Demos are a crucial part of our development process. Here’s a quick look at why - as well as a guide to running great demos.
Demos enable us to get real feedback on what we’ve built - both from our clients and the rest of the team. This allows us to make sure we’ve built the right thing and, if necessary, could prompt us to correct course. Demos also give each team a defined destination for the end of each sprint.
A demo brings all the members of our team together with the client’s team, allowing for cross functional collaboration that is often hard to achieve when talking about abstract concepts.
Demos allow both internal and external stakeholders to see how a project is progressing. There will often be many stakeholders who aren’t involved in the day-to-day, so the demos provide a great opportunity to keep them up to date. This is important so that:
Demos are also super important for the DVELP team as a whole. They’re an opportunity for developers to show off the hard work they’ve been doing whilst improving the team’s presentation and communication skills at the same time.
The ideal demo time is at the end of a sprint. This gives you a fixed point on which to focus and a regular standard for demos.
However there are some other times that demos can be useful. At DVELP we have regular team meetings which are a great opportunity to show off our work to the wider team. We’ve found that showing is normally better than explaining! You may want to demo work during a sprint as it will be easier to explain to the team and stakeholders what you’ve done and where you might need their input.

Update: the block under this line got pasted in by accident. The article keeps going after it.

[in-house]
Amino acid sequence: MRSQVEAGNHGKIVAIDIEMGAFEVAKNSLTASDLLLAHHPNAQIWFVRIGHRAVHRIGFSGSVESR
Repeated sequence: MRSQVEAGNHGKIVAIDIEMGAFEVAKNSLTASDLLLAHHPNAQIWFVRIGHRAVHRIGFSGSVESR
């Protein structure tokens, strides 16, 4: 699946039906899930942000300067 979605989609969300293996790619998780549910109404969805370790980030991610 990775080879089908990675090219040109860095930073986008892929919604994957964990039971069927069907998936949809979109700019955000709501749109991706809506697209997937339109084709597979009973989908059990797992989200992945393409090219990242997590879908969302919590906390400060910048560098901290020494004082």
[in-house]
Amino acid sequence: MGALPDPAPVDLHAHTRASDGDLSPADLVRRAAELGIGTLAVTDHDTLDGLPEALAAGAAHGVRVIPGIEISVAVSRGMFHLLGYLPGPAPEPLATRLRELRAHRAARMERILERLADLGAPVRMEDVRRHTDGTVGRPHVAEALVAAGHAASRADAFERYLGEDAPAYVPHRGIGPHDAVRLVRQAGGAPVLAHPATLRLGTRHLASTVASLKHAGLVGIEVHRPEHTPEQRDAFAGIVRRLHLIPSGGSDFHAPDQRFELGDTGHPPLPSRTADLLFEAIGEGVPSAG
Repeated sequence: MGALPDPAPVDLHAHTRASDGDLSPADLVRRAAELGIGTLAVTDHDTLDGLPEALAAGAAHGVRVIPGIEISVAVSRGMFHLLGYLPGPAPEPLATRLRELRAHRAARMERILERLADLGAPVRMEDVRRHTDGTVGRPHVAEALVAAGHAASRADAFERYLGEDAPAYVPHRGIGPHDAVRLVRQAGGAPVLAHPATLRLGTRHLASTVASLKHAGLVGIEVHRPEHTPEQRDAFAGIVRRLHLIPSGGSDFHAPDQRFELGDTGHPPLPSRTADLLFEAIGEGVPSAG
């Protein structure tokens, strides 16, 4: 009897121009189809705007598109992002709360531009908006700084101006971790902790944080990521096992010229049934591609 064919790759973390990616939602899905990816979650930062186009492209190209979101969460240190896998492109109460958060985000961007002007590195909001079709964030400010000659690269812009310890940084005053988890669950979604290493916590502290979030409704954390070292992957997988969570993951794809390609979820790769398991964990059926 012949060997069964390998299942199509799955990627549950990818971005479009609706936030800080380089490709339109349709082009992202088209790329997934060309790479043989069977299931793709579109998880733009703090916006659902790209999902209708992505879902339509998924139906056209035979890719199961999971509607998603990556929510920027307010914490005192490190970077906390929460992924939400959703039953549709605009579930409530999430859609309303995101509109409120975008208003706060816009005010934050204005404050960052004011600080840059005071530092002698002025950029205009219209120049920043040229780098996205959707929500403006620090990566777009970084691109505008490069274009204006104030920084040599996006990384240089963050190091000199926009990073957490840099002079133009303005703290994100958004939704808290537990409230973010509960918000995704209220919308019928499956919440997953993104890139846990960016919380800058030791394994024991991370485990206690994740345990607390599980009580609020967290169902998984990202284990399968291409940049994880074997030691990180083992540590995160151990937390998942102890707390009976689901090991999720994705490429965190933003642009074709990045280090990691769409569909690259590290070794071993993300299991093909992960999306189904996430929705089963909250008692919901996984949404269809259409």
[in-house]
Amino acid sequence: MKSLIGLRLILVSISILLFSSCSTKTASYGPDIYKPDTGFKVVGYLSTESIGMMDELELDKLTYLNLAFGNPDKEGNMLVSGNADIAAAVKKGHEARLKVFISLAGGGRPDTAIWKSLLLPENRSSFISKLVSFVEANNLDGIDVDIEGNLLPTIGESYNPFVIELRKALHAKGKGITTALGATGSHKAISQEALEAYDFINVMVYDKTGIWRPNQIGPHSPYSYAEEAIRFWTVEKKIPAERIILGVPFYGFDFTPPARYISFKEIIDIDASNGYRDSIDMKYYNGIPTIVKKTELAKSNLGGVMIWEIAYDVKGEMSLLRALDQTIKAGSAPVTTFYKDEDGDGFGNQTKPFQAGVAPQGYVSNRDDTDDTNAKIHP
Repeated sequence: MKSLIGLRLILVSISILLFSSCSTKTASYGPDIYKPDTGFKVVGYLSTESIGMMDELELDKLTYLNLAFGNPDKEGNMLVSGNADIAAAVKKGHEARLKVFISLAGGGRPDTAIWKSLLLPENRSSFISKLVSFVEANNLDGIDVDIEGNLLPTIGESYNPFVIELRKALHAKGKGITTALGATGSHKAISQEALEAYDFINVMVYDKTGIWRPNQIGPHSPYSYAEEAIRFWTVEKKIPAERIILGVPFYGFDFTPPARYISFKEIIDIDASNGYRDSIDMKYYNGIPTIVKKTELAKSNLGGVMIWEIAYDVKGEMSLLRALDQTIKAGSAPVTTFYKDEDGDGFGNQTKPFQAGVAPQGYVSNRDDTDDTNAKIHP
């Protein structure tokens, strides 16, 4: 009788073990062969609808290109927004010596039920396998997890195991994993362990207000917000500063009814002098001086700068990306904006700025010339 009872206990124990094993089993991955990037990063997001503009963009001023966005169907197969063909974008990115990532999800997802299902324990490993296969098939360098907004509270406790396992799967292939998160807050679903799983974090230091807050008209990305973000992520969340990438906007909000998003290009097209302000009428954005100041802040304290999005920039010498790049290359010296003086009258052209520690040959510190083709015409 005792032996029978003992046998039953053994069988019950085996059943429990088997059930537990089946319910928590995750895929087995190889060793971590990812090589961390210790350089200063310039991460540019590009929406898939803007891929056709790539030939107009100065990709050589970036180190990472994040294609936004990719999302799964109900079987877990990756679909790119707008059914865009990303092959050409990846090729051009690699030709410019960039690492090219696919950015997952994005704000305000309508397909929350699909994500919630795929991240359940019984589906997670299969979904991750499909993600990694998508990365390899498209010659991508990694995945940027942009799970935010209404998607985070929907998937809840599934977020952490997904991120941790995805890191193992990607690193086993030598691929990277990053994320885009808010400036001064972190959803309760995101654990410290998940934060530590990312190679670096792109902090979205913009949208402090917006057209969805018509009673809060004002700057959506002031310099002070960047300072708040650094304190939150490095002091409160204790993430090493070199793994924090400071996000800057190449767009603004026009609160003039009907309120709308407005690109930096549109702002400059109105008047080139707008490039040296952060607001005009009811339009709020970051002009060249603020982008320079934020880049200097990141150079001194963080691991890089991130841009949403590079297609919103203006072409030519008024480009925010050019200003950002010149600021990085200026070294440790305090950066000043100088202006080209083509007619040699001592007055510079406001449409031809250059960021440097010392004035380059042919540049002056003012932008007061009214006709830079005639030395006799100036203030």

When preparing for a demo you should think about who you’re actually demoing your work to. How technical are they? How involved have they been in this sprint and how aware are they of what you’ve been working on? Stay away from technical jargon if most of the stakeholders aren’t technical. Recap your progress through the week if some of the stakeholders haven’t been in standups.
Start by taking a step back and explaining the user story you’ve been working on. Telling the stakeholders a story of how the feature you’re demoing will actually be used by their business will really help them understand the value you’re providing.
The most important thing to do before a demo is to prepare. We practice our demos beforehand; other members of the team are always happy to be our audience! If you need someone else's help to perform the demo, ask that person in advance and make sure they’ve practiced with you too. Just before the demo, make sure you’ve got all the right applications open. Preparation is key to a successful demo and you’ll feel much more confident.